iPod Kill Radio

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Convergence: The International Journal of Research into New Media Technologies Copyright © 2006 Sage Publications London, Thousand Oaks & New Delhi 1354-8565 Vol 12(2): 143–162 DOI: 10.1177/1354856506066522 http://cvg.sagepub.com ARTICLE Will the iPod Kill the Radio Star? Profiling Podcasting as Radio Richard Berry University of Sunderland, UK Abstract / The Apple iPod has not only become a ‘must have’ style accessory for the ‘wirefree’ generation but has also revolutionized the way we consume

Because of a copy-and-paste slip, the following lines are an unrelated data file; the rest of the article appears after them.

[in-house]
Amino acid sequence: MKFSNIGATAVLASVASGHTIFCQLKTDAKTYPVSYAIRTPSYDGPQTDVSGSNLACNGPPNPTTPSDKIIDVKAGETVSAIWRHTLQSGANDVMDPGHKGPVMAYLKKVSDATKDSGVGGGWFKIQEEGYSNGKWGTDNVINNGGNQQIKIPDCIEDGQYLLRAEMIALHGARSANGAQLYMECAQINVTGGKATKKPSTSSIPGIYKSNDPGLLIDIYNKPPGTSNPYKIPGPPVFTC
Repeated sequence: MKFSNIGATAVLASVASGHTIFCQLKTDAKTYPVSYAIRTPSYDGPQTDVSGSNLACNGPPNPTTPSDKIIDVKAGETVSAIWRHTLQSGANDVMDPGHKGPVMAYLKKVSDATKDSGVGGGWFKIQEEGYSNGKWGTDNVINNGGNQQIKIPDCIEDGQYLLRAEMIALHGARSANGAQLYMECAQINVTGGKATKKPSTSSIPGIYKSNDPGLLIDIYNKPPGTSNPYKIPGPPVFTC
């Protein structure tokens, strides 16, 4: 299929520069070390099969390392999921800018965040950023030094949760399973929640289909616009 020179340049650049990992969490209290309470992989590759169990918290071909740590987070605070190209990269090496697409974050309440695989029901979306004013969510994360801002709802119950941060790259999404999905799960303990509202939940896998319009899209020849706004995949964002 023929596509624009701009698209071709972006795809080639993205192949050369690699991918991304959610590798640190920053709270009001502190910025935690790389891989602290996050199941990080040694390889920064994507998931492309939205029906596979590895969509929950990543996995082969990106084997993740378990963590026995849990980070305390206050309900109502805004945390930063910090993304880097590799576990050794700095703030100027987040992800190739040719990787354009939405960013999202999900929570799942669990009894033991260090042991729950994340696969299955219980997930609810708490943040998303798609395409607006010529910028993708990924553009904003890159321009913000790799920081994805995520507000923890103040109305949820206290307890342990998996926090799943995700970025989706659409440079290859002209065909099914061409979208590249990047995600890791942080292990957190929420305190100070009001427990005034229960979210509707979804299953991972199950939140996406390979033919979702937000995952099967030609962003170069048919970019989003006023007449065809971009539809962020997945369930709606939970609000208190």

Will the iPod Kill theRadio Star? Profiling Podcasting as RadioRichard Berry University of Sunderland, UK  Abstract  / The Apple iPod has not only become a ‘must have’ style accessory for the ‘wirefree’generation but has also revolutionized the way we consume music. At the time of writing,(November 2005) the revolution has already started in the audio world, and has been going forthe last 18 months. ‘Podcasting’ allows anyone with a PC to create a ‘radio’ programme and distrib-ute it freely, through the internet to the portable MP3 players of subscribers around the world.Podcasting not only removes global barriers to reception but, at a stroke, removes key factorsimpeding the growth of internet radio: its portability, its intimacy and its accessibility. This is ascenario where audiences are producers, where the technology we already have assumes new rolesand where audiences, cut off from traditional media, rediscover their voices. Key Words  / commercial Podcasting / converged media / digital radio / education Podcasts / iPod / music Podcasting / Podcasting / ‘wirefree’ generation When a ‘new’ medium arrives and is named one often wonders where the title camefrom. In the case of Podcasting the srcins can be traced back to early 2004 when the Guardian  journalist Ben Hammersley observed: With the benefit of hindsight, it all seems quite obvious. MP3 players, like Apple’s iPod in many  pockets, audio production software cheap or free, and weblogging an established part of theinternet; all the ingredients are there for a new boom in amateur radio. But what to call it? Audioblogging? Podcasting? GuerillaMedia? (Hammersley, 2004) Hammersley was reporting on the growth of audio content created in an MP3 formatthat users could download and play back on the expanding range of MP3 players. Hepointed to the audio interviews of Christopher Lydon, a Law Fellow at Harvard University,and to ‘Audible.com’ a speech-led website offering a variety of speech-based content tofee-paying subscribers. Both offered listeners a new opportunity to find commercial-freecontent to listen to when and where they wanted. In the case of Lydon’s work those Convergence: The International Journal of Research into New Media TechnologiesCopyright © 2006 Sage PublicationsLondon, Thousand Oaks & New Delhi 1354-8565 Vol 12(2): 143–162DOI: 10.1177/1354856506066522http://cvg.sagepub.com ARTICLE  listeners can talk back to the producer and establish a dialogue unheard of in traditionaltop-down vertical media. Neither of these forerunners of the Podcast revolution had anynotion of what was to follow, nor did they use the term. Nevertheless they opened thedoor to new opportunities.Within a year of Hammersley’s article being published the word he employed sotentatively was in regular use as a label for a new media platform. This article seeks toexamine the medium that became Podcasting and attempts to provide a ‘snapshot’ ofwhere it is and where it might be going and provide a discussion of its characteristics andimplications for traditional media like broadcast radio.Whilst the reader may not have listened to a Podcast one cannot fail to have beensuddenly aware that the new medium exists. It has been adopted by broadcasters aroundthe globe and has been widely discussed in media and technology pages since its birthin 2004. At that time a Google search for the word ‘Podcast’ would return somewherein the order of 6000 hits (Terdiman, 2004): today (November 2005) the same searchreturns over 61 million hits, such is the increasing use of the term and the medium. Afurther testament is the decision in August 2005 to include the word ‘Podcast’ in theOxford English American Dictionary (Miles, 2005).Podcasting is not only a converged medium (bringing together audio, the web andportable media devices) but also a disruptive technology and one that has already forcedsome in the radio business to reconsider some established practices and preconceptionsabout audiences, consumption, production and distribution. Whilst Audible was estab-lished to provide speech content for these devices, the automation, free access and theradio-like nature of Podcasts contribute to the disruptive nature of the new medium. Itis an application of technology that was not developed, planned or marketed and yet itsarrival does challenge established practices in a way that is not only unprecedented butalso unpredictable. Converging technologies are not unique to Podcasting and there arelessons that can be learnt from experiences elsewhere. For media businesses to join in ispotentially a risk as ‘it requires companies to rethink old assumptions ... If old consumerswere predictable and stationary, then new consumers are migratory, showing a decliningloyalty to networks or even media’ (Jenkins, 2004). This is the real challenge for radiowhen attempting to communicate with the ‘wirefree’ generation in the converged age.It is time to rethink not only established practices but also our notions of what audiencesreally want.Therearesomeissuesoverthename‘Podcasting’itself.ItsuggestsexclusivitytoAppleandthatcompany’siPodmediaplayerand,althoughtheyareinextricablylinkedtothedevelopmentofPodcasting,Podcastscanbeplayedonavarietyofgenericmediadevicesandcomputers.Theterm‘Podcast’isusedasanover-archingtermforanyaudio-contentdownloadedfromtheinterneteithermanuallyfromawebsiteorautomaticallyviasoftwareapplications.Thelattermethodofdistributionisthemostpotentiallyrevolutionary,themostdisruptiveandrepresentsanewmediumworthyofanewterminology.However,listenerswillinevitablynotseetheboundariesandwill treatallcontentthesame,giventhatnomatterhowtheyreceiveittheircon-sumptionofthatcontentwillbethesame.Forthepurposesofthisresearcharticle,IdefinePodcastingas‘mediacontentdeliveredautomaticallytoasubscriberviatheInternet’. 144 CONVERGENCE VOL. 12 NO. 2  The New Medium To grasp the core concept of Podcasting, one should look to consumer experiences ofother media, and the most appropriate analogy is print media. We could buy our favouriteperiodical over the counter by physically visiting our local newsagent or we couldsubscribe direct with the publisher and have it sent to our home. By subscribing we donot need to do anything to get the content we want: it arrives shortly after it is issued.Podcasting works like a subscription except it is audio files delivered to the home or officecomputer rather than printed matter dropping through the door. The audio is (usually)recorded in the MP3 audio format, a generic format used by portable audio devices, suchas the Apple iPod. 1 Podcaster and author of one of the many ‘how to’ books on the topic, ToddCochrane, describes Podcasting as ‘Walkaway Content’ which is a neat and vivid way ofdescribing it (Cochrane, 2004). Users download a simple piece of software, such as‘iPodder’, 2 to their home or office computer; they then add the details of the Podcast(s)they wish to subscribe to either by browsing the inbuilt directory or by adding detailsmanually. The software will then monitor the RSS 3 feeds users have subscribed to and,when a new item is available, it will be downloaded to the users’ hard disks and then, ifthey choose, transferred to their media player. Once on a player, listeners can mix variousPodcasts with their own music to create their own playlist of content. The listener is nowin charge of the broadcast schedule choosing what to listen to, when, in what order and– perhaps most significantly – where. Effectively there is a move in power from program-mers to listeners. Although the producers still maintain control over content the listenersmake decisions over scheduling and the listening environment and that is a fundamentalchange for producers of radio content.Anyone can create a Podcast: you don’t need a licence (although music royalties aredue) and you definitely don’t need a radio studio. ‘To many Podcasters, it is about reclaim-ing the radio and using the powerful and easy technology many now have, to do whatthey want’ (Twist, 2005). It is a convergence of technologies that already existed and, inmany cases, that users already owned. Portable media devices, such as the Apple iPod,are now commonly seen in use on commuter trains, buses and in the high street andeach user is hungry for content. What Podcasting does is to combine these devices withonline audio content (such as the material already offered by Audible) and RSS feeds asa distribution system.The impetus for Podcasting came from two internet pioneers who were musing overhow they could share and download their favourite content. Internet developer (and RSScreator) Dave Winer and the internet entrepreneur and broadcaster Adam Curry beganto discuss how these technologies could grab content from the web automatically. Currynoted, ‘I liked the fact that people were starting to blog audio files, but I didn’t want togo have look for them [sic]. I wanted a magical experience’ (Curry, 2005a). Despiteattempts to convince developers to write a program he finally taught himself how towrite a simple program and posted it on the web for ‘open source’ developers to use,borrow and improve. He says: ‘This “pied piper” approach worked better than I evercould have imagined! ... Once people started to figure out that it’s fun to host andrecord your own radio show, a community was born’ (Curry, 2005b).It is this open approach that has made Podcasting the rapidly adopted and popularmedium it has been. No one person owns the technology and so it is free to listen and BERRY: WILL THE IPOD KILL THE RADIO STAR? 145  create content, thereby departing from the traditional model of ‘gate-kept’ media andproduction tools. As word spread, people who had never thought about broadcastingwere suddenly recording their voices and posting the results online for the rest of theworld to hear. What Podcasting offers is a classic ‘horizontal’ media form: producers areconsumers and consumers become producers and engage in conversations with eachother. At a grassroots level there is no sense of a hierarchical approach, with Podcasterssupporting each other, promoting the work of others and explaining how they do whatthey do. Whilst this is true of radio on the internet as a whole it is especially the casewith Podcasting because the means to create are as accessible as the means to consume.In her discussion on the need for radio theory in the new digital age, Tacchi argues thatthe internet challenges the way radio is and opens doors to innovation. So, the buildingblocks were already in place for a revolution. Web streaming has been possible for sometime and the appetite for something new was being fuelled by narrowing playlists in theUSA and Europe (Tacchi, 2000: 294). Writing in the First Monday  online journal a groupfrom the MBA programme at Indiana State University report that: ‘In addition to provid-ing greater flexibility in when audio programming is listened to, Podcasting invariably alsooffers listeners an escape from the advertising that plagues traditional radio broadcast-ing’ (Crofts et al., 2005).Various research bodies have attempted to come up with firm figures on the rise ofPodcasting. The first from Pew Internet Research in March 2005 estimated that some 6million people in the US had downloaded audio content from the web, which theyclaimed was 29 per cent of the 11 per cent of the US population who owned an MP3player (Rainie and Madden, 2005). Figures like this suggest a takeoff rate faster than thatof DVD. 4 Whilst the small sample size meant the research was largely viewed with scep-ticism by the ‘Podcasting community’, it is not unreasonable to assume that Podcastinghas taken off in a dramatic way. OFCOM research reveals that in their ‘residential trackersurvey’ at the end of 2004, 18 per cent owned an MP3 player already and a further 5per cent intended to buy one within six months. This can be considered against a back-ground of the lowest listening levels to commercial radio in six years (OFCOM, 2005a:48). Unlike DVD or digital television, Podcasting is effectively a free technology. Ifsomeone has an MP3 player it will cost them little or nothing to go online and downloada Podcast. More recent data from Forrester Research was seen as more realistic, estimat-ing 12.3 million US households would be listening to Podcasts by 2010 (BBC, 2005c).However, research revealed at the time of writing suggests that Pew may have had itright after all: Bridge Research and Ratings projected that 8.4 million people had down-loaded a Podcast during 2005, up from 820,000 in 2004 and, of those, 20 per cent wereweekly downloaders with those figures set to rise to between 45 and 75 million users,and 18 million weekly users, by 2010 (Bridge Ratings and Research, 2005).There are, however, no data to indicate how many of the downloaded Podcasts areactually listened to by the subscribers. If the listener is using software to downloadPodcasts on their behalf the process is automatic and it is possible (and likely) that manydownloads simply stay on the user’s hard disk and are never heard, such is the volumeof content that a reasonably sized repertoire of subscriptions can generate. The previ-ously cited research by Bridge Ratings and Research in 2005 projected that only 20 percent of downloads are ever transferred to an iPod or similar device, although they takethis to mean that Podcasts are played on the host computer rather than suggesting how 146 CONVERGENCE VOL. 12 NO. 2